Farnbacher Loles Racing and the Children's Tumor Foundation will have more than one goal during the Rolex 24 At Daytona on Jan. 24 and 25. The team's five drivers hope to carry the No. 85 Porsche 911 GT3 Cup car across the finish line after 24 ...
Farnbacher Loles Racing and the Children's Tumor Foundation will have more than one goal during the Rolex 24 At Daytona on Jan. 24 and 25. The team's five drivers hope to carry the No. 85 Porsche 911 GT3 Cup car across the finish line after 24 intense hours of racing on the 3.56-mile infield road course at Daytona International Speedway in Daytona Beach, Fla. They also hope to raise awareness and funds for the foundation's Racing4Research program (racing4research.org).
Porsche factory driver Wolf Henzler of Nurtingen, Germany, will drive the first stint, starting from fifth on the GT class grid. Richard Campollo of Santo Domingo, Dominican Republic; Michael Gomez of Madison, Ala.; Daniel Graeff of Miami and Ron Yarab of Poland, Ohio, will then alternate driving stints through the 24-hour race.
Two of the drivers have personal links to the Foundation. When they're not on track, Gomez and Yarab are physicians who have worked with patients who have neurofibromatosis, a set of genetic disorders that cause tumor growth throughout the body. The Children's Tumor Foundation is the leading non-government funder of neurofibromatosis research. Each lap the team completes at Daytona will raise money pledged by donors to support clinical trials of potential drug treatments.
Yarab used a racing analogy to explain neurofibromatosis: "The nerve is like a wiring harness for an engine. You have an outer plastic coating, and inside are the wires with insulation around them. Neurofibromatosis is tumors that form from the insulation around the nerves or the wires. There is another form where the outer coating that wraps around the nerve can form tumors. They're benign, but any time you have tumors, the neurologicial system can push on other organs or cause lots of other problems."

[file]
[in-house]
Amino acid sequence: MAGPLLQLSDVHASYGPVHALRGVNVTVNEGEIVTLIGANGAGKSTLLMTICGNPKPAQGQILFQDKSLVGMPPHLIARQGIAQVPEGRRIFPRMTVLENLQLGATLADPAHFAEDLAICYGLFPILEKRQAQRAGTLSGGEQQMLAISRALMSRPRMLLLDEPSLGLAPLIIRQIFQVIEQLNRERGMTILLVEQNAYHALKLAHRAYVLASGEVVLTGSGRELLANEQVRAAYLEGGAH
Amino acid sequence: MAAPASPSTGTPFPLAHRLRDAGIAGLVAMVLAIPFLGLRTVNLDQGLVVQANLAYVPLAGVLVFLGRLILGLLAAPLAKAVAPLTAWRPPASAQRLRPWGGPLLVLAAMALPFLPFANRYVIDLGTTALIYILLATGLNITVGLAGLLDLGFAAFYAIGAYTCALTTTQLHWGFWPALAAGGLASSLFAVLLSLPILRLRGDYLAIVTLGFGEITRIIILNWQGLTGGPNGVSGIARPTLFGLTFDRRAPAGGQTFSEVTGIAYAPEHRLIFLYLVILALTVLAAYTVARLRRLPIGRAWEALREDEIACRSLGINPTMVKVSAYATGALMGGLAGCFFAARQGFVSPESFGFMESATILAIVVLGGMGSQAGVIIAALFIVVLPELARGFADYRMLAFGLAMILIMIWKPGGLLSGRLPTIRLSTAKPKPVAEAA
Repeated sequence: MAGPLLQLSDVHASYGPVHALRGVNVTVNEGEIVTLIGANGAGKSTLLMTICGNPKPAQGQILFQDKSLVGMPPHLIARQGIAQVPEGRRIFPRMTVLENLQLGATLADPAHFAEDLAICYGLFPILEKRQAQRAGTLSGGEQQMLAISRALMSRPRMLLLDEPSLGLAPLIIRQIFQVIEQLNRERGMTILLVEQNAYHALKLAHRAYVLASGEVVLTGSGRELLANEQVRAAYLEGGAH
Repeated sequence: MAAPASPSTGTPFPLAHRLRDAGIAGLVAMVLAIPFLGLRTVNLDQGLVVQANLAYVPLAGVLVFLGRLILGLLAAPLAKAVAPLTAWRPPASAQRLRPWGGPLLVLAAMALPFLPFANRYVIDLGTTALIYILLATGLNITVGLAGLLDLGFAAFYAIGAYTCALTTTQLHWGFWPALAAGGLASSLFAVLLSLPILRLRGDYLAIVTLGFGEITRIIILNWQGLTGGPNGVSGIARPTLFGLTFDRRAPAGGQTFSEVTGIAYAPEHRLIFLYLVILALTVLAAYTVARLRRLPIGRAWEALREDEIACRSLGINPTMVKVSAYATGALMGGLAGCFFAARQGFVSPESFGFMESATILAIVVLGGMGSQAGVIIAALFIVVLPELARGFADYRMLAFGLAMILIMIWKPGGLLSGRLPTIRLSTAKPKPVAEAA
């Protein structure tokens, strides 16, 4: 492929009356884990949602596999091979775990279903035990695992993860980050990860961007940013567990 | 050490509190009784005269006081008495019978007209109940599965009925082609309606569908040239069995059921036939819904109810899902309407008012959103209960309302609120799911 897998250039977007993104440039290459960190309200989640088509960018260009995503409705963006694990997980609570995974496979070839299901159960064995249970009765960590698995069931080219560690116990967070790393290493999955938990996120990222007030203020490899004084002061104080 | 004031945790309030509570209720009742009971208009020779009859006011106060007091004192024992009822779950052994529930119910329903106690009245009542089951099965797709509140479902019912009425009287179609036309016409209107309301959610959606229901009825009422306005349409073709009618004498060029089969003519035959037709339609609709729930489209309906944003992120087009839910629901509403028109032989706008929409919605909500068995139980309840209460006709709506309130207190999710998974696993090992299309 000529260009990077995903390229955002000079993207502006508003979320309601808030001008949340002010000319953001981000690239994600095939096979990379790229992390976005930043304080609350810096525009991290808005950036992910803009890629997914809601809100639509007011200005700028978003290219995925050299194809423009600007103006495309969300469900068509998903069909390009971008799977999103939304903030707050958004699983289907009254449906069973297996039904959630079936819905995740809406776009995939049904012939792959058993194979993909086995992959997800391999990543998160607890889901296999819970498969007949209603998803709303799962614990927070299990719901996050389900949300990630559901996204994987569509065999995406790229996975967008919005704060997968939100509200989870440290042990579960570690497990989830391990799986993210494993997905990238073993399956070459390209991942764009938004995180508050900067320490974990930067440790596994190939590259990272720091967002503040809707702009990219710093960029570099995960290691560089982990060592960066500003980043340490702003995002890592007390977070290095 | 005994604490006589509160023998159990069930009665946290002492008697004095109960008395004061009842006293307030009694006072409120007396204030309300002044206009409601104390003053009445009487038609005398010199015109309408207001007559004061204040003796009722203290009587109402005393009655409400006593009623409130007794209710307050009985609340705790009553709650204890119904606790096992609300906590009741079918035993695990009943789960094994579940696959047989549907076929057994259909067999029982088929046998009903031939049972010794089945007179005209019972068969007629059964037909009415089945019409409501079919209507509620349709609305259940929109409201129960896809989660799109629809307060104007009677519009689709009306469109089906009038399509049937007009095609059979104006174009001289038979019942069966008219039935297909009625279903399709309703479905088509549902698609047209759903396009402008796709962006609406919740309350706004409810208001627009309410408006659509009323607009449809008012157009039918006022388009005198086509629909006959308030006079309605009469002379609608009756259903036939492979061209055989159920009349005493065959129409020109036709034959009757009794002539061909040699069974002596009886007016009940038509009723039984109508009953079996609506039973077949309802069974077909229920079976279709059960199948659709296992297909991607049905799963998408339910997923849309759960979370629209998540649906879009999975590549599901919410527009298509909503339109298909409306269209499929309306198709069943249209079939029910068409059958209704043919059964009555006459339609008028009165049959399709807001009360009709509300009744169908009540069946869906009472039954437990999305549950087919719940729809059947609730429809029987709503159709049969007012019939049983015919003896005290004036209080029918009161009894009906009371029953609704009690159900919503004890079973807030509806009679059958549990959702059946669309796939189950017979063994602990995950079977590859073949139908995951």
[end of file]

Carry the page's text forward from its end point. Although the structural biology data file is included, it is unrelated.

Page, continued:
Neurofibromatosis can cause tumors to grow on nerves, including the brain and spinal cord. It can lead to blindness, deafness, chronic pain, disfigurement, learning disabilities, bone defects, cardiovascular problems, cancer and other complications. Research enabled by the Children's Tumor Foundation has played a key role in the discovery of the genes that cause neurofibromatosis, understanding of the condition's biology, creation of a clinic network and preclinical screening of promising drug treatments.
"The endurance aspect of the race is similar to the endurance aspect of leading a life with neurofibromatosis," CTF executive director George Orfanakos explained. "After 24 straight hours of racing, the cars are often very beat-up and very run-down. The Children's Tumor Foundation is competing in a race to prevent children from suffering the potentially devastating effects that a lifetime of neurofibromatosis can have on the body, and these doctors are helping make sure we win the race."
The names of 24 "NF Heroes" -- children affected by neurofibromatosis (NF) -- will adorn the No. 85 Children's Tumor Foundation Porsche during the Rolex 24. It will be joined on track by five other Porsches supported by Farnbacher Loles Racing. The team's 25 drivers and 80 crew members will all have a stake in the Racing4Research quest. If the No. 85 car is unable to complete the Rolex 24, the other team cars will continue to log laps, taking the CTF donors to the checkered flag.